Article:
Cooking my first sarmale
Today me and the wife set off to do just that. She knows how to make them, unfortunately. That means that my giddiness was uncalled for, since I expected numerous improvements on the recipe, but instead I was coerced to follow "the law". Even worst, due to differences in taste and digestive systems as well as a lack of some more exotic ingredients, the recipe we agreed on is some of the simplest possible. No onion, no garlic, no paprika, no parsley in the mix, nor bacon or tomato sauce - only outside. However, I am sure that even so they will be extremely tasty and the simplicity of this recipe means even people that don't know how sarmale should taste like can do them at home and then experiment with their national ingredients.
Without further due:
- mix pork and veal chopped meat with some rice and pepper (and optionally thyme)
- wrap mixture in pickled cabbage leaves to get the sarma rolls
- put rolls in a large pot in the following fashion
- first a layer of simple chopped pickled cabbage
- a layer of sarmale, put one next to the other, but with some small space left, since they will grow
- put a layer of chopped pickled cabbage and some bacon and a bit of smoked meat (like ribs), more thyme, maybe a little hot paprika
- repeat the previous two steps until the pot is full
- add water to fill the space
- place in oven at 150C (300F) and cook for at least three hours
The time consuming part if the making of the rolls, which not only requires manual labor for each roll, but also needs good cabbage leaves, cut in the correct way. Plus the long cooking time. In Romania we eat them with polenta, sometimes with cream or yogurt, while biting from raw chilly peppers. Some prefer them hot, some like them cold. I especially like the cold ones, because you can just pick them up and eat them.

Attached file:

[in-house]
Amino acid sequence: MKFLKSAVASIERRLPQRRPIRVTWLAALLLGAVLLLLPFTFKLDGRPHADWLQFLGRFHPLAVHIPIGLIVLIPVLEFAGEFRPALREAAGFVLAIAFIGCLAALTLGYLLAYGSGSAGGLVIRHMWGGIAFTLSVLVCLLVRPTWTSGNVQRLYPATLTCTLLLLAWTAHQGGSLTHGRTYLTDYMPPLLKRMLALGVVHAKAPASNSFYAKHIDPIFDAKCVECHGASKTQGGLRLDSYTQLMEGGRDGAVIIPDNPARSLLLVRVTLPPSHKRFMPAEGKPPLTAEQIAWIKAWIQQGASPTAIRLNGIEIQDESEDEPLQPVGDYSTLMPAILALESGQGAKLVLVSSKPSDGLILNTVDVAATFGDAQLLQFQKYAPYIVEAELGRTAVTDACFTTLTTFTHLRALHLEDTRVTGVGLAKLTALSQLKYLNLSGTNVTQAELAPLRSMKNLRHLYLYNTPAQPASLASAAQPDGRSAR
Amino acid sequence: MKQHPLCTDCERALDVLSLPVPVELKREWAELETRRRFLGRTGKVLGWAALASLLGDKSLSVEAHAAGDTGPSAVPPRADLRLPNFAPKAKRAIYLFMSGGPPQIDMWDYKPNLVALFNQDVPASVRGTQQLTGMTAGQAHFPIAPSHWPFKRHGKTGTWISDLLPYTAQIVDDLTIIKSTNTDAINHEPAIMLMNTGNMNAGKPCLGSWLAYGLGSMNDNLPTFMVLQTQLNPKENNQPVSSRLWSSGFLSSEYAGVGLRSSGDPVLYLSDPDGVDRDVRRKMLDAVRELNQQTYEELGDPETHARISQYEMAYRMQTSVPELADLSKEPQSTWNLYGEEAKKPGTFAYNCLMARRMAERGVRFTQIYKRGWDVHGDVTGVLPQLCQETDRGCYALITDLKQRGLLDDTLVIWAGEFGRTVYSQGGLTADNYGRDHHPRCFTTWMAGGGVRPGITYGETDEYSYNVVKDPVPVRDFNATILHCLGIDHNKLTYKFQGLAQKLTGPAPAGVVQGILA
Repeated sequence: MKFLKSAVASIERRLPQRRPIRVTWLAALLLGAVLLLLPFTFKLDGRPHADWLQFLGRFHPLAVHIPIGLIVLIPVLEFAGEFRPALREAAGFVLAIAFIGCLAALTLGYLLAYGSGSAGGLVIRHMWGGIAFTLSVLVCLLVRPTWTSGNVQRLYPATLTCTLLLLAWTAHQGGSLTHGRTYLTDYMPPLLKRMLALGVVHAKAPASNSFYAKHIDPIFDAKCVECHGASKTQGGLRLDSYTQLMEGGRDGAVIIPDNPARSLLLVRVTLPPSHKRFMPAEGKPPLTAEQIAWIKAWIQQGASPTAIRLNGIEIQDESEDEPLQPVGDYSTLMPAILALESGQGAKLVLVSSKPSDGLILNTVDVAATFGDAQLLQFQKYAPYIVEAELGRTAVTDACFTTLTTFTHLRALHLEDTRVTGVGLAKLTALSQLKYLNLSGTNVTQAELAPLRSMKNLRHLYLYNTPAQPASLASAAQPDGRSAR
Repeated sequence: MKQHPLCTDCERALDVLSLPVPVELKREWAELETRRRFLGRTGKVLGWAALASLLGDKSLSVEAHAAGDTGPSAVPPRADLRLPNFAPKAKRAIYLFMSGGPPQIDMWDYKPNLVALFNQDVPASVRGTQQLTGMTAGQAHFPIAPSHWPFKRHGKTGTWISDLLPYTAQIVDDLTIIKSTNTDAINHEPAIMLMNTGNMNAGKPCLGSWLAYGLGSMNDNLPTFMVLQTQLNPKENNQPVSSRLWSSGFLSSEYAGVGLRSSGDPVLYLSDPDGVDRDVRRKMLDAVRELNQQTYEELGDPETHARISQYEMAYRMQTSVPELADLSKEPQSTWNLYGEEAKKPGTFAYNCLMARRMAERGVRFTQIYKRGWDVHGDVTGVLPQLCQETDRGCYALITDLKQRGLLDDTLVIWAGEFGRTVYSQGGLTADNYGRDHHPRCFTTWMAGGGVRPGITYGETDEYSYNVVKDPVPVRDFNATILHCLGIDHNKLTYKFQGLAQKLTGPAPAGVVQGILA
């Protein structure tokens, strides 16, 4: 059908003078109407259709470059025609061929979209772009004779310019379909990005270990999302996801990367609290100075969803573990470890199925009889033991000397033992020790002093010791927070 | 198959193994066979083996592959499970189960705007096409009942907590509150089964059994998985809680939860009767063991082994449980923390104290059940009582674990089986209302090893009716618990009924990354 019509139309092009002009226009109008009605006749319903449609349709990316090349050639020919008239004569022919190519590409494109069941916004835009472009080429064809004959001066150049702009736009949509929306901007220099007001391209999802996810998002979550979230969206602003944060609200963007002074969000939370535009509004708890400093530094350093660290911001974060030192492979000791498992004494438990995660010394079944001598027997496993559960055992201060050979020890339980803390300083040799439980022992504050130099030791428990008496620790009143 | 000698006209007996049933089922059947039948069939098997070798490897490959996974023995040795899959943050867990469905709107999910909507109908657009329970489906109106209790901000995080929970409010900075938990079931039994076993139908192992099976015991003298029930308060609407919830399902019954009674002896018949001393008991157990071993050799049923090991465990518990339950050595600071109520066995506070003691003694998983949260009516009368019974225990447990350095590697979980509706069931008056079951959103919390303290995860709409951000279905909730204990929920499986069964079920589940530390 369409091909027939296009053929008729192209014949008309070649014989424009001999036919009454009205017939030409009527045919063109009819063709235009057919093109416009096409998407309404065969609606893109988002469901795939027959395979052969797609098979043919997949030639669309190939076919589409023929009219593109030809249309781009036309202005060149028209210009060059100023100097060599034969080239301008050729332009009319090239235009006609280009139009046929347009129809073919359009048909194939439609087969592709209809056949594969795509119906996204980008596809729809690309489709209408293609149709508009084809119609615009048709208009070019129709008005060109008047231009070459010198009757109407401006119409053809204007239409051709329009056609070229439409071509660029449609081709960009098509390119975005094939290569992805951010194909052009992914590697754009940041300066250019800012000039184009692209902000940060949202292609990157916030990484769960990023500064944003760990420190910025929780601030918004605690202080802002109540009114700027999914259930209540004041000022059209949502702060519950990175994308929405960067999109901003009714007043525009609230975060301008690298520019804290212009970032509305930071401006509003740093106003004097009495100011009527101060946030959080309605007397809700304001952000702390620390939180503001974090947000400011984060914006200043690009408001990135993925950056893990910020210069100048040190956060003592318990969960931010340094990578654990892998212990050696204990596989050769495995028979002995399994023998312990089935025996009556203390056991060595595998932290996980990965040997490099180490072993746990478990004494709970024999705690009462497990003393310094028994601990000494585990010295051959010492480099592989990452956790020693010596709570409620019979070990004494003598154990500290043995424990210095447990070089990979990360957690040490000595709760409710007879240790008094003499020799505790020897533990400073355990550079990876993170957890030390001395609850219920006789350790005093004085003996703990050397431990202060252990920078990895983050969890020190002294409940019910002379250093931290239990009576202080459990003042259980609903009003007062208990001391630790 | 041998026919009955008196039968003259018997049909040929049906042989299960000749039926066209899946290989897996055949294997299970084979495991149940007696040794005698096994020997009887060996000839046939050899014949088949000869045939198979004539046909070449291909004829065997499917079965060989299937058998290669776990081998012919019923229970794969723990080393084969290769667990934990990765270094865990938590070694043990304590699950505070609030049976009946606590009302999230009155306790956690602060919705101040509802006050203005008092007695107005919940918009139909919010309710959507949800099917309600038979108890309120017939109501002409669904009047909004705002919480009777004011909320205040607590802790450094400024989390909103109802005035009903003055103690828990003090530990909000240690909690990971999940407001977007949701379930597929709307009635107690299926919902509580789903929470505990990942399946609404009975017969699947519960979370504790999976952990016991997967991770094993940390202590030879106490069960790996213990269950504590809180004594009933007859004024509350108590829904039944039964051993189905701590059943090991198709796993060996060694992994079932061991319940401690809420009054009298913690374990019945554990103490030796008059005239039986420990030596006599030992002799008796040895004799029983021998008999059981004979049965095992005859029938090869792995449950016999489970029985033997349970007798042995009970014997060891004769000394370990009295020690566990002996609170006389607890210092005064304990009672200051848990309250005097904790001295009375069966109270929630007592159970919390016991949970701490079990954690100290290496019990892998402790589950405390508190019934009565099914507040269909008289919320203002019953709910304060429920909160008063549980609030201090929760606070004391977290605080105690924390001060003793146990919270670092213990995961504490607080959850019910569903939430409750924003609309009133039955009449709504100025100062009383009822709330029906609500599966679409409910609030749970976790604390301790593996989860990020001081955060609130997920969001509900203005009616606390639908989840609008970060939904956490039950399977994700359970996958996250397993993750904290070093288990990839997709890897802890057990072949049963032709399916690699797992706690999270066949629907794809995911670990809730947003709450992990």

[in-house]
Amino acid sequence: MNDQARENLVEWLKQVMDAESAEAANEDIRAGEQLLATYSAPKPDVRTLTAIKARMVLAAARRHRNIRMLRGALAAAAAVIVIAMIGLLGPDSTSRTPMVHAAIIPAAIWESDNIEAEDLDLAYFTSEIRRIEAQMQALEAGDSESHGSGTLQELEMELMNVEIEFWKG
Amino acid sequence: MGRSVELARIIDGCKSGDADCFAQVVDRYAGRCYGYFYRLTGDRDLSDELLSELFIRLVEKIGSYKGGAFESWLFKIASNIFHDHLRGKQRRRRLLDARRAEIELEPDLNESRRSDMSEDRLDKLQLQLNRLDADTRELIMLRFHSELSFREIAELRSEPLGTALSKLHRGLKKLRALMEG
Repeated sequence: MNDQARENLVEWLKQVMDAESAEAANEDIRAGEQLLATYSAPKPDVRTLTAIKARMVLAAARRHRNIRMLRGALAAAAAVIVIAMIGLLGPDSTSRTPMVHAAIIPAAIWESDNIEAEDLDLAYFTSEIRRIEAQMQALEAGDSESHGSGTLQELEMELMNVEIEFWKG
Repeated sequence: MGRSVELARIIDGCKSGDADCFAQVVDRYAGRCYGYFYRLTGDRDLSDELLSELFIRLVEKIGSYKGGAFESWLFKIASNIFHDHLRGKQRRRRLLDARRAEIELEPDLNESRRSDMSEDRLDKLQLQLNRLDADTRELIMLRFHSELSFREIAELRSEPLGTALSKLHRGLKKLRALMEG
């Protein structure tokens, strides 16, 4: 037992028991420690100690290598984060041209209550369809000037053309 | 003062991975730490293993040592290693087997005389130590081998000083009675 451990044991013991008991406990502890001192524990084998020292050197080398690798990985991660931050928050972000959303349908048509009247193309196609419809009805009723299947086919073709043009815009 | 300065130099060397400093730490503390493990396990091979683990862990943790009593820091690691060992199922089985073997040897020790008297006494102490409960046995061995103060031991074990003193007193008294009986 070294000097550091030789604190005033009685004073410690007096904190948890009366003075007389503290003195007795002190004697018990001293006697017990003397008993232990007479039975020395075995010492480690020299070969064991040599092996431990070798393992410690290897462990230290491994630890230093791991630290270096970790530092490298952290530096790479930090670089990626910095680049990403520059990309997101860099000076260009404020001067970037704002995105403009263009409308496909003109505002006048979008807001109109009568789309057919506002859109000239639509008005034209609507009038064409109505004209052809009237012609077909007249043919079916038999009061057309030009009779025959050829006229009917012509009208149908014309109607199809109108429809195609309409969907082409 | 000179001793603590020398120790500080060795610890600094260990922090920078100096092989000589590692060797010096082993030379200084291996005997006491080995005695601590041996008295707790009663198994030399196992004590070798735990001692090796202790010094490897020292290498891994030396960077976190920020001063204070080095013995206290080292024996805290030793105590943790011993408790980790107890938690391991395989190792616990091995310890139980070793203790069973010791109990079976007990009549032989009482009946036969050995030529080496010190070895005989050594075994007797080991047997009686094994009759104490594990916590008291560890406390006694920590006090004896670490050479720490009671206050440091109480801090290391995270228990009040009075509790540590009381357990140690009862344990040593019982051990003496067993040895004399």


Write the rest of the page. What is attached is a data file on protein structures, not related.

Now, the dish called sarma is done differently in each country. If you google "sarma" you get recipes from the former Yugoslavia (see this, as an example), but if you google "sarmale" you get the Romanian ones (Here is a decent one). The types of leaves used, the mixture, the cooking style may very drastically. I, for one, want bacon,onion and garlic in the dish. I would also add some tomato sauce and hot paprika in the mix on principle. I wanted to experiment with different types of meat, coriander, cumin, Indian spices and so on. There are also different types of leaves, but I would say that the pickling of the cabbage is one of the main reasons why the sarmale are so good. Perhaps other types of leaves could also be pickled, but that means I either have to do it myself or use the standard ones that you can find already pickled at the market. Perhaps one of the things that makes my mouth water the most is to add some mutton sausage mix in the meat, moving more towards the Arabic style of meat dishes, or just add sheep fat over the sarmale when they are cooking.
But why stop there? If you look at the various recipes, some of them start off by frying the garlic, onion and rice. Some of them add egg to hold the mixture, or celery, or parsley or other things. I know vegetarian people that don't put meat in the mix, or people like my wife who don't want fried onion in their food. There are fish cabbage rolls, there are chicken ones, some people use fine cut potato with or instead the rice. The leaves are usually either grape leaves or cabbage, although some don't use pickled leaves and any large leaf can be used (or even small ones if you are a clock maker with OCD). One example that I've heard about and doesn't appear in the Wikipedia article is using linden leaves. And the leaf type really really affects the taste. The grape leaf sarmale are eaten with yogurt, for example, while the cabbage one rarely so, but are eaten with hot paprika or chilly peppers. In other words, one can create any type of roll using any type of leaf with any type of content, as long as it absorbs the water and fat that carry the taste of the leaf and the other ingredients.
So, do you feel a little inspired by this or not? It is one of the most common Romanian slow cooking dishes and a delight to eat.